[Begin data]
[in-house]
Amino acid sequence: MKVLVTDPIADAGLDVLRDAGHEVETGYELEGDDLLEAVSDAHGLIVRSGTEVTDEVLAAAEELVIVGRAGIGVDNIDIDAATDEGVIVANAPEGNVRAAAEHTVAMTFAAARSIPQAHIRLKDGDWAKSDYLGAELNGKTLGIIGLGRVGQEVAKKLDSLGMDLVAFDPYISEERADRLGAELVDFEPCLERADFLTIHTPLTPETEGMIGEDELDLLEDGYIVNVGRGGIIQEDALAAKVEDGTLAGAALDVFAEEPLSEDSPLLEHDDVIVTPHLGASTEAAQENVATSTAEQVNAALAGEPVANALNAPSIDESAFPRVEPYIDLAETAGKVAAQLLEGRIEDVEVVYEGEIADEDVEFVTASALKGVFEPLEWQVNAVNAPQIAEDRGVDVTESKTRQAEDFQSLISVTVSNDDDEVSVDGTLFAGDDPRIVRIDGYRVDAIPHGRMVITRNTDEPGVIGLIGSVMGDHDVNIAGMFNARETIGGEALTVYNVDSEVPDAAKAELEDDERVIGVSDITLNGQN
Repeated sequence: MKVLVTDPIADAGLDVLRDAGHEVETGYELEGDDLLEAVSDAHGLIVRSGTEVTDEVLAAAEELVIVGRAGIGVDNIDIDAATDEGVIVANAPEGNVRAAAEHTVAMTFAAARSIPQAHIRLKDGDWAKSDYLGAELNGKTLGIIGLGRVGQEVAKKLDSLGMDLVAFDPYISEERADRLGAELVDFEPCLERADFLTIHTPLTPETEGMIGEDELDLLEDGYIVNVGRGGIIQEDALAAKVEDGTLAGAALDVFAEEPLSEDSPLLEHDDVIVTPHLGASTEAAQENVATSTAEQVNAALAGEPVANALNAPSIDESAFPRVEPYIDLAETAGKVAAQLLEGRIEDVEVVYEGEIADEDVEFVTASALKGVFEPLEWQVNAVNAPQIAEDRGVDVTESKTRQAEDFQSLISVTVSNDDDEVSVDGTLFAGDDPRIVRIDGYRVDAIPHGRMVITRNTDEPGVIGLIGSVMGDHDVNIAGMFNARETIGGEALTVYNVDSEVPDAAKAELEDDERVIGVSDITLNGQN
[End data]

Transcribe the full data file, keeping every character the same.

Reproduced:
[in-house]
Amino acid sequence: MKVLVTDPIADAGLDVLRDAGHEVETGYELEGDDLLEAVSDAHGLIVRSGTEVTDEVLAAAEELVIVGRAGIGVDNIDIDAATDEGVIVANAPEGNVRAAAEHTVAMTFAAARSIPQAHIRLKDGDWAKSDYLGAELNGKTLGIIGLGRVGQEVAKKLDSLGMDLVAFDPYISEERADRLGAELVDFEPCLERADFLTIHTPLTPETEGMIGEDELDLLEDGYIVNVGRGGIIQEDALAAKVEDGTLAGAALDVFAEEPLSEDSPLLEHDDVIVTPHLGASTEAAQENVATSTAEQVNAALAGEPVANALNAPSIDESAFPRVEPYIDLAETAGKVAAQLLEGRIEDVEVVYEGEIADEDVEFVTASALKGVFEPLEWQVNAVNAPQIAEDRGVDVTESKTRQAEDFQSLISVTVSNDDDEVSVDGTLFAGDDPRIVRIDGYRVDAIPHGRMVITRNTDEPGVIGLIGSVMGDHDVNIAGMFNARETIGGEALTVYNVDSEVPDAAKAELEDDERVIGVSDITLNGQN
Repeated sequence: MKVLVTDPIADAGLDVLRDAGHEVETGYELEGDDLLEAVSDAHGLIVRSGTEVTDEVLAAAEELVIVGRAGIGVDNIDIDAATDEGVIVANAPEGNVRAAAEHTVAMTFAAARSIPQAHIRLKDGDWAKSDYLGAELNGKTLGIIGLGRVGQEVAKKLDSLGMDLVAFDPYISEERADRLGAELVDFEPCLERADFLTIHTPLTPETEGMIGEDELDLLEDGYIVNVGRGGIIQEDALAAKVEDGTLAGAALDVFAEEPLSEDSPLLEHDDVIVTPHLGASTEAAQENVATSTAEQVNAALAGEPVANALNAPSIDESAFPRVEPYIDLAETAGKVAAQLLEGRIEDVEVVYEGEIADEDVEFVTASALKGVFEPLEWQVNAVNAPQIAEDRGVDVTESKTRQAEDFQSLISVTVSNDDDEVSVDGTLFAGDDPRIVRIDGYRVDAIPHGRMVITRNTDEPGVIGLIGSVMGDHDVNIAGMFNARETIGGEALTVYNVDSEVPDAAKAELEDDERVIGVSDITLNGQN